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Porcelain by Jack Doherty
Porcelain is known and highly prized for its delicacy, translucence, fineness, and whiteness. It is also, by reputation, the most difficult of clays to work with and demands particular care at all stages of the making and firing process. In Porcelain, the most up-to-date practical handbook on the subject, Jack Doherty looks at the diverse ways porcelain can be shaped and used. He examines porcelain's recent history, and the clays, making methods, surface treatments, firing schedules, and recipes that can be used within the medium. Contemporary approaches to working with the material are also highlighted for students and ceramists experimenting with the craft.
Chelsea Porcelain At Williamsburg by John Cecil Austin
The Colonial Williamsburg Foundation has amassed an outstanding collection of ceramics produced by the Chelsea porcelain Manufactory during its years of operation, 1745-1769. The most important part of the collection falls within the Manufactory's earliest, or triangle, period, and includes examples of nearly all the extant forms. Exotic teapots shaped like Chinamen holding creatures, and objects copied directly from silver prototypes are but a few of the fascinating forms from the early, experimental period. Also illustrated are unique and aesthetically pleasing examples that were manufactured at Chelsea later.
Eighteenth Century English Porcelain In The Collection Of The Indianapolis Museum Of Art by Indianapolis Museum of Art
"This very thorough catalogue, with excellent footnotes and bibliography, firmly places the subject in its broadest context." âe"Apollo Covers approximately 95 pieces, representing Chelsea, Bow, Derby, Worcester, Chamberlain-Worcester, Caughley, Longton Hall, Spode, and Hilditch and Sons.
Chinese Export Porcelain For The American Trade 1785 1835 by Jean McClure Mudge
This revised edition of a book first published in 1962 is still the only work that goes to fresh, primary shipping sources to tell the story of America's trade in export Chinese porcelain. There are over one hundred photographs in the book covering all the major types of export porcelain both common and uncommon, made for America. Illustrated.
The S Vres Porcelain Manufactory by Tamara Préaud
The tumultuous years of the French Revolution left France’s prestigious decorative arts industries poised on the brink of ruin. It was not until after the fall of the monarchy and the ascendancy of the Consulat and Empire under Napoleon that they began to recover so that by the middle of the nineteenth century they stood at the pinnacle of their achievement. This book is the first in depth study of the renowned porcelain works at Sèvres during its virtual rebirth under the 47 year direction of the scientist, teacher, and administrator Alexandre Brongniart. Some 110 working drawings from the Sèvres Archive are reproduced here for the first time in color. They celebrate the high skill of the artists whose work often documented contemporary events in France. There are table services in the 'Egyptian' and 'Etruscan' taste as well as individual pieces that recall Napoleonic military campaigns. There are also exquisite Neoclassical decorations using motifs such as birds, butterflies, and insects that reflect the century’s early fascination with the natural sciences. The repertoire of nineteenth century eclecticism is evident in the output of Sèvres from the revival of Gothic and renaissance motifs to the outburst of naturalism. Eleven essays by leading authorities assess this dynamic period.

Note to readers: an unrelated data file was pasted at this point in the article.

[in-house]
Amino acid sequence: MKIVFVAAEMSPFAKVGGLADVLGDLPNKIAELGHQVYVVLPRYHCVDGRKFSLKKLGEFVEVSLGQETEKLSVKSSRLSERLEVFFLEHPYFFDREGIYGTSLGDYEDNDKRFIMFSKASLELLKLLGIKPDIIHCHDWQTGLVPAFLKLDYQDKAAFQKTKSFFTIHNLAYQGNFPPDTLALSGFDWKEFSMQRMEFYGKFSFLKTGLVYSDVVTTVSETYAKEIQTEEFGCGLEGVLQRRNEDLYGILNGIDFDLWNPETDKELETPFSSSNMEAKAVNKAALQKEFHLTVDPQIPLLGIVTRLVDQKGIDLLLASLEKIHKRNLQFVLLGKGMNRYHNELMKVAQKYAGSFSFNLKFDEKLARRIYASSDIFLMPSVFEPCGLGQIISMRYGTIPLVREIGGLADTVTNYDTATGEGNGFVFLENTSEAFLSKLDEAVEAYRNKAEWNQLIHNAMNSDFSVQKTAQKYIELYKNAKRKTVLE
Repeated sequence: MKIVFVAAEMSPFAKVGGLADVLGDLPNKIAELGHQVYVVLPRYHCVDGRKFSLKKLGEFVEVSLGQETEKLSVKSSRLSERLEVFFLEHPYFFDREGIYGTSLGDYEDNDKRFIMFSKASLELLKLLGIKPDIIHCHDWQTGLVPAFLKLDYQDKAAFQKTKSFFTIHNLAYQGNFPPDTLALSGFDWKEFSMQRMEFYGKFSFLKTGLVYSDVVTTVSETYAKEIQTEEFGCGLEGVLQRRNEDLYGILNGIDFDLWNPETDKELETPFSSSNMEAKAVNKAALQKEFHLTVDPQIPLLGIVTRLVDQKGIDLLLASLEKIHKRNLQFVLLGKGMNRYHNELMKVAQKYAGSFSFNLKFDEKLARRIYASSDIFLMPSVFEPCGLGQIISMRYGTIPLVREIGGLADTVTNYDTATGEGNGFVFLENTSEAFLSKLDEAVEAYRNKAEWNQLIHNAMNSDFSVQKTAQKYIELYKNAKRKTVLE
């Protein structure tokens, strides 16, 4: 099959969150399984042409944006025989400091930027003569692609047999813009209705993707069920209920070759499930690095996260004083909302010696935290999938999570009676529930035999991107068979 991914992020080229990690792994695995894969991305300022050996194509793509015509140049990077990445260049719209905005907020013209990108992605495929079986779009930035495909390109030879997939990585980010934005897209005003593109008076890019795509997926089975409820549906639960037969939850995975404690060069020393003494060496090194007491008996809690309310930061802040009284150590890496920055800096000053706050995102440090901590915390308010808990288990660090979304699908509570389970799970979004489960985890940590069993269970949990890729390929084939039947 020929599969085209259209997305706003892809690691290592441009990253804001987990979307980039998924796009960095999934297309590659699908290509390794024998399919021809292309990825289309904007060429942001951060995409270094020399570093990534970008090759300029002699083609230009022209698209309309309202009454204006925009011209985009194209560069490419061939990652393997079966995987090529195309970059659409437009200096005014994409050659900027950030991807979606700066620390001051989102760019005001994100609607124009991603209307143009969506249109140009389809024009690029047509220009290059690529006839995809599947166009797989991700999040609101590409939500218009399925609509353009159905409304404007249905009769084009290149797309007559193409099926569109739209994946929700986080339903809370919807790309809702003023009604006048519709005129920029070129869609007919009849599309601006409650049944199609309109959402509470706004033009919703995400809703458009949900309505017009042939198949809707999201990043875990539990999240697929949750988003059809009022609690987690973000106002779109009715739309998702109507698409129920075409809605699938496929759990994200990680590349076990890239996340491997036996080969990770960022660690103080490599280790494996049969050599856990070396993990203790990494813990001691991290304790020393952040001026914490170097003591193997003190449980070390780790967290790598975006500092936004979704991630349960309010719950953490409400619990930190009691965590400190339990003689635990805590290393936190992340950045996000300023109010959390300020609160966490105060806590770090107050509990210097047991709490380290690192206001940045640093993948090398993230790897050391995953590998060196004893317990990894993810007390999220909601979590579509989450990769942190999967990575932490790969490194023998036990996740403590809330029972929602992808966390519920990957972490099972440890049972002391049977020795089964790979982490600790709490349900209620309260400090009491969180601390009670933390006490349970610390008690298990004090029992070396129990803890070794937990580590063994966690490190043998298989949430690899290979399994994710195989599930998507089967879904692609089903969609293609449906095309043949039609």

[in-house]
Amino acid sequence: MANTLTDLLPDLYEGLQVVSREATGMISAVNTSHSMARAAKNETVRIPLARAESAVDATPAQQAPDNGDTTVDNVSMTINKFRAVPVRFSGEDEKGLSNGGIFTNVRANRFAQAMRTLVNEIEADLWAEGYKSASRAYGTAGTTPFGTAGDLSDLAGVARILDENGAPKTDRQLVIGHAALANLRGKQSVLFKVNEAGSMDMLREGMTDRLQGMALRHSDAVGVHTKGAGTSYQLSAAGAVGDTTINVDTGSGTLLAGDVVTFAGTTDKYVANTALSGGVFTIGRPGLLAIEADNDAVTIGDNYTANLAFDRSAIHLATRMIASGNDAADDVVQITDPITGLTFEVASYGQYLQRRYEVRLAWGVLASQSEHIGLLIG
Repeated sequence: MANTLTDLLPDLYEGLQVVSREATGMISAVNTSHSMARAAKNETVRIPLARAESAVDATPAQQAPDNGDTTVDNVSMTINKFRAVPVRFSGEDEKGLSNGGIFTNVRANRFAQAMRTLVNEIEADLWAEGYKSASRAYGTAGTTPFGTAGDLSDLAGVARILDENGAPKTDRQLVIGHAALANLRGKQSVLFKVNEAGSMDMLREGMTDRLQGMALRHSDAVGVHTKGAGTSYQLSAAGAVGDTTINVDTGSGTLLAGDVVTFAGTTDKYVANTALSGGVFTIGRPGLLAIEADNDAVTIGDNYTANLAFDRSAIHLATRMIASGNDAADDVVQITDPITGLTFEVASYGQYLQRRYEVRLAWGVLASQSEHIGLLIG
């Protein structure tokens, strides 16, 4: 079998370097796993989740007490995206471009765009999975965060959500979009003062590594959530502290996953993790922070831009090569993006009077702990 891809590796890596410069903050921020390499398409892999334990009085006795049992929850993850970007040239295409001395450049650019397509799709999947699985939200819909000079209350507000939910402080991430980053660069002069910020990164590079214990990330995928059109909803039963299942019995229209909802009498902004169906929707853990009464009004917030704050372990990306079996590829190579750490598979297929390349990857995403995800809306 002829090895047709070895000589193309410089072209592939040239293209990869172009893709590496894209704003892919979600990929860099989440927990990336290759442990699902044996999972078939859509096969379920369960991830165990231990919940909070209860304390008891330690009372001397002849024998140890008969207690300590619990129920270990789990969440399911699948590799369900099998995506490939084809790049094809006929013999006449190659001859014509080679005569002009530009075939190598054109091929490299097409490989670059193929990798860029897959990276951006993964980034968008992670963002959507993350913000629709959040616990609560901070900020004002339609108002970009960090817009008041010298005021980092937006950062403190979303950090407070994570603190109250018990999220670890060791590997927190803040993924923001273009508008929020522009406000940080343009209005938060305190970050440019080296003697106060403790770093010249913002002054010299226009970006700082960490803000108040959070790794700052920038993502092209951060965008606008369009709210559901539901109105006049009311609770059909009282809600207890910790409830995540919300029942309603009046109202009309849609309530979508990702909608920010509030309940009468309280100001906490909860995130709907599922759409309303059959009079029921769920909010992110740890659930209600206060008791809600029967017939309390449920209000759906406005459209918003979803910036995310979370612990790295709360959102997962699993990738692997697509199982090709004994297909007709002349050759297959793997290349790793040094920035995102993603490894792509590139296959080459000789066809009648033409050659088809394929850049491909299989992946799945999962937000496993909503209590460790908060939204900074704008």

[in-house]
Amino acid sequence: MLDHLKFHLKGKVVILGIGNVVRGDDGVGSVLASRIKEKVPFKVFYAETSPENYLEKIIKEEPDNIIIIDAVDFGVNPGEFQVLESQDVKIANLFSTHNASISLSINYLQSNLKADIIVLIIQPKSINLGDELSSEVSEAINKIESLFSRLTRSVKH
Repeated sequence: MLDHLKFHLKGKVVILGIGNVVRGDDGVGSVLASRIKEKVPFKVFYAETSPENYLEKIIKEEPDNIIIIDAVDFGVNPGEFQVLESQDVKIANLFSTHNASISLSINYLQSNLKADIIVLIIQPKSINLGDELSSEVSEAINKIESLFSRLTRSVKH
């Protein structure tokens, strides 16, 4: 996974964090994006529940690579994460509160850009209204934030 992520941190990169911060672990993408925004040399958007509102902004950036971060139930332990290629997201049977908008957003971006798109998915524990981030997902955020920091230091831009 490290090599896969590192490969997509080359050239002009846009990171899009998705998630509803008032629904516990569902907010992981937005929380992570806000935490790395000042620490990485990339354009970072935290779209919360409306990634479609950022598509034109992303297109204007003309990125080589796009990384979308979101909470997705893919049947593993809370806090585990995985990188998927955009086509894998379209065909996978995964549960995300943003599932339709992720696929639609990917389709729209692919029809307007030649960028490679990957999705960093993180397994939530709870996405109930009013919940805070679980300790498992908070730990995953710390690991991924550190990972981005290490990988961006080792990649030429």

Chinese Porcelain by Chen Kelun
Illustrated guide to the major forms of Chinese porcelain art from prehistory to the Qing Dynasty.
Classic Japanese Porcelain by Takeshi Nagatake
Imari and Kakiemon wares are produced in the Arita area of Kyushu, a focus ofomestic porcelain production since the 17th century. In addition to theophisticated potting techniques and cobalt/celadon underglaze decorationearned from Korea, Japanese potters learned Chinese overglaze enamelechniques and the brilliant porcelains of Kyushu appeared almost overnight.hese porcelains were shipped through the port of Imari, and hence becamenown by that name. Wares from the Kakiemon kilns are well known for theirright yet subtle red enamel, the delicate balance between decorated andhite areas, and the painstaking care directed to every step from refininghe clay to the enamel firing.;This book provides a visual overview of theistory, techniques and distinguishing features of both Imari and Kakiemonares.
White Porcelain And Punch Ng Ware by Chae-yŏl Kim
This is one of three titles to be published in the 'Handbooks of Korean Art' series. This book focuses on white porcelain and punch'ong ware and is written by Jae-yeol Kim. He is the Deputy Director of Ho-Am Art Museum and lectures on the history of Korean ceramics at Seoul National University.
The Art Of Worcester Porcelain 1751 1788 by Aileen Dawson
"This book showcases over 100 of the most important and attractive pieces of eighteenth-century Worcester porcelain in the collection of the British Museum. They date from the period 1751-83, from the factory's founding by Dr. John Wall to a few years after his death in 1776."--BOOK JACKET.
Pottery And Porcelain From Early Times Down To The Philadelphia Exhibition Of 1876 by Charles Wyllys Elliott
What we have attempted has been to gather and present, in a way to be easily understood, the most important facts respecting "Pottery and Porcelain."--Preface.